0

This question already has an answer here:

the question is pretty clear but an example:

a = [[1,2],[3,4],[5,6],[7,8]]

then the list I want to make is:

a_new = [ 1+3+5+7 , 2+4+6+8]

The lists within the list are always of the same length and of course I want to not only do this for two dimensions but for big numbers n as well.

So far I've tried using double for loops but I utterly failed so help would be much appreciated.

marked as duplicate by Jean-François Fabre python Nov 4 '17 at 19:39

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migrated from programmers.stackexchange.com Sep 24 '14 at 3:38

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  • Debugging and implementation questions are off topic on Programmers.SE and best asked on StackOverflow (as described in the help center). – user289086 Sep 23 '14 at 22:05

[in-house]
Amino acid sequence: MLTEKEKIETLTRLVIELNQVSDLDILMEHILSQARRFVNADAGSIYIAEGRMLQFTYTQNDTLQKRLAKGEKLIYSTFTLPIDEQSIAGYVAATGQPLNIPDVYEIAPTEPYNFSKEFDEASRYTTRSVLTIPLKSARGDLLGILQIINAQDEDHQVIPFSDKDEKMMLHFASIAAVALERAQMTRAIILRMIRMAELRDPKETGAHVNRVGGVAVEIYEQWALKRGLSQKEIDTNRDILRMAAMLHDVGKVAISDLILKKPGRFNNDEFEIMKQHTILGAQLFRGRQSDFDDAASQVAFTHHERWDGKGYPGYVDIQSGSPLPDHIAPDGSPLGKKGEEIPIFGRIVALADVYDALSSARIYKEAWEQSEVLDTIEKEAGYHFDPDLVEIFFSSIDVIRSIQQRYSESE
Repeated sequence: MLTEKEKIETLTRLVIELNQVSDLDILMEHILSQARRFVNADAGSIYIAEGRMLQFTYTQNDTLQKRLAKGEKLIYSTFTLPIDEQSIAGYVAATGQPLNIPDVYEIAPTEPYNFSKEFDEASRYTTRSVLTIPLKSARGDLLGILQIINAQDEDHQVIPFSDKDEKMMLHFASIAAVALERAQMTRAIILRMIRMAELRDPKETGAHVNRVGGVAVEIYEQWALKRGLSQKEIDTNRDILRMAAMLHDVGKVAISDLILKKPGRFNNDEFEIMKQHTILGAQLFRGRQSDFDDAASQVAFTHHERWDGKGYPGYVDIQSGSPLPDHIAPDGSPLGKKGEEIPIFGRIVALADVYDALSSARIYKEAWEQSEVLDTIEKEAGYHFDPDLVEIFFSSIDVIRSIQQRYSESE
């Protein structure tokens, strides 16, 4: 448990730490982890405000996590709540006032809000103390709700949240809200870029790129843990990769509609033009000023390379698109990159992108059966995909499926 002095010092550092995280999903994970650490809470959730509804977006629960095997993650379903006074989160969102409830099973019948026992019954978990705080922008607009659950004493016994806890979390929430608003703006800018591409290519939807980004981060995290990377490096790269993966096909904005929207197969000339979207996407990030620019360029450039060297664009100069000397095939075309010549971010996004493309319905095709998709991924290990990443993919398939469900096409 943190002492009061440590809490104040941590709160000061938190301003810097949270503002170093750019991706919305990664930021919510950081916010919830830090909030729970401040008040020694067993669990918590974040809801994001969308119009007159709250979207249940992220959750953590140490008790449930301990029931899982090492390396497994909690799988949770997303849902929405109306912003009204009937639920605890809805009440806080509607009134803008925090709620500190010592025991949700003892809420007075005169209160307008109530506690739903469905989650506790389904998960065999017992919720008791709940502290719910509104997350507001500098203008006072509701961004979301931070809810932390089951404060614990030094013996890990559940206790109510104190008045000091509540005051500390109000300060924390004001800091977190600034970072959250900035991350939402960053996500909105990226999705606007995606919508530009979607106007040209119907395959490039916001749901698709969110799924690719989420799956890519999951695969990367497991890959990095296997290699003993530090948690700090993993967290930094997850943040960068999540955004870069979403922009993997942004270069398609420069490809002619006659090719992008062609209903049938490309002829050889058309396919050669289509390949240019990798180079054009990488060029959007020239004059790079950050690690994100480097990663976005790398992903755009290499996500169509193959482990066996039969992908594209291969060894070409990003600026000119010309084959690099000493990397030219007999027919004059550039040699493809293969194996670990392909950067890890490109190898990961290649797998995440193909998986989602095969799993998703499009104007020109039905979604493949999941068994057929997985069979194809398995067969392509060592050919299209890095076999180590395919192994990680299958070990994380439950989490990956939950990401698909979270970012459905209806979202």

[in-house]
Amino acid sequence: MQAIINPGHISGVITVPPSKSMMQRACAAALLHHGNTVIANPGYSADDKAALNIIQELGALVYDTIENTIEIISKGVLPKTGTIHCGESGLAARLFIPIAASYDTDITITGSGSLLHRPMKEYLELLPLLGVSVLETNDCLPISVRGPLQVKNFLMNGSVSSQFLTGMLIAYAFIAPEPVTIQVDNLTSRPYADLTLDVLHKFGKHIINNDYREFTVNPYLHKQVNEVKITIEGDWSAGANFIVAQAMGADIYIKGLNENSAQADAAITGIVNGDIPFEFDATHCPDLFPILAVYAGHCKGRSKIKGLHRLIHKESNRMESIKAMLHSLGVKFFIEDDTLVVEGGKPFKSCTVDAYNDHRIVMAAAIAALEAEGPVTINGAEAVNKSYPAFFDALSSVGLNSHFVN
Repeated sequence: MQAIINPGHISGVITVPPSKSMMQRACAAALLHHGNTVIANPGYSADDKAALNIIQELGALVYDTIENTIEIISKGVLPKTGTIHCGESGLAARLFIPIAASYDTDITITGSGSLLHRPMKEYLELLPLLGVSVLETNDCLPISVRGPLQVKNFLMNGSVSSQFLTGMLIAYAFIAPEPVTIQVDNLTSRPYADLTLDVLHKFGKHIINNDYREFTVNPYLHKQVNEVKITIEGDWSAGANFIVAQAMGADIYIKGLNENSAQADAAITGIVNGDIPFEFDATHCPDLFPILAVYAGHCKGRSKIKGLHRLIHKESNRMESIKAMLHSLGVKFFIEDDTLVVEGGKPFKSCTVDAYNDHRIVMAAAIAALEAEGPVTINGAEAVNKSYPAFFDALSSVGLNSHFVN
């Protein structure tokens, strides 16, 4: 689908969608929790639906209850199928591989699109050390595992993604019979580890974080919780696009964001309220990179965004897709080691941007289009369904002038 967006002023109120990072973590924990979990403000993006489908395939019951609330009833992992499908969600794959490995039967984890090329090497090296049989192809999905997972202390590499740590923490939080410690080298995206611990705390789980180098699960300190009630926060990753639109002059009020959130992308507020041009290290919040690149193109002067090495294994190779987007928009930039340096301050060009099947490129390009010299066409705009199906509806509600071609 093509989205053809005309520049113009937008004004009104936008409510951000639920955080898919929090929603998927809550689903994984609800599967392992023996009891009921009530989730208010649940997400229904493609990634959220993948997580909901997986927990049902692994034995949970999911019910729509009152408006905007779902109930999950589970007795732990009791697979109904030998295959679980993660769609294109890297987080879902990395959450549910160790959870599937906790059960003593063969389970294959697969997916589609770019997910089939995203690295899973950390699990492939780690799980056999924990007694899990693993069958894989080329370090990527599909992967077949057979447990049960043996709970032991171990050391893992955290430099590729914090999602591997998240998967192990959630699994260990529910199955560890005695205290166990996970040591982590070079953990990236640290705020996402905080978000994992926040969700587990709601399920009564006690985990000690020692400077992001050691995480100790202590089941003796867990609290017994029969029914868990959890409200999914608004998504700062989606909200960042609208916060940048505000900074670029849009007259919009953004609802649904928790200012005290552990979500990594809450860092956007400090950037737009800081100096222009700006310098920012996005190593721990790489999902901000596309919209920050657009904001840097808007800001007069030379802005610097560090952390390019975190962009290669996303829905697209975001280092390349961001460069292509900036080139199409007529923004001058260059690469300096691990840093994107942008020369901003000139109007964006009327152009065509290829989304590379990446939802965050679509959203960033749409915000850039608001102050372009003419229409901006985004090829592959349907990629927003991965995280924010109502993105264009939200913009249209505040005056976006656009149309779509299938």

• ok thanks micheal i didn't realize this – Kees Til Sep 23 '14 at 22:06
4

Use the zip() function to transpose your input lists from rows to columns, then sum() those columns:

[sum(col) for col in zip(*a)]

Demo:

>>> a = [[1,2],[3,4],[5,6],[7,8]]
>>> zip(*a)
[(1, 3, 5, 7), (2, 4, 6, 8)]
>>> [sum(col) for col in zip(*a)]
[16, 20]
0

Using map:

>>> a = [[1,2],[3,4],[5,6],[7,8]]
>>> map(sum, zip(*a))
[16, 20]
>>>
  • Take into account that in Python 3 map() returns an iterator, not a list. – Martijn Pieters Sep 24 '14 at 6:50
0

Instead of using map(), zip(), or reduce(), here is a pure list comprehension method using list concatenation:

[sum([x for x, y in a])]+[sum([y for x, y in a])]

>>> a = [[1,2],[3,4],[5,6],[7,8]]
>>> a_new = [sum([x for x, y in a])]+[sum([y for x, y in a])]
>>> a_new
[16, 20]
>>> 

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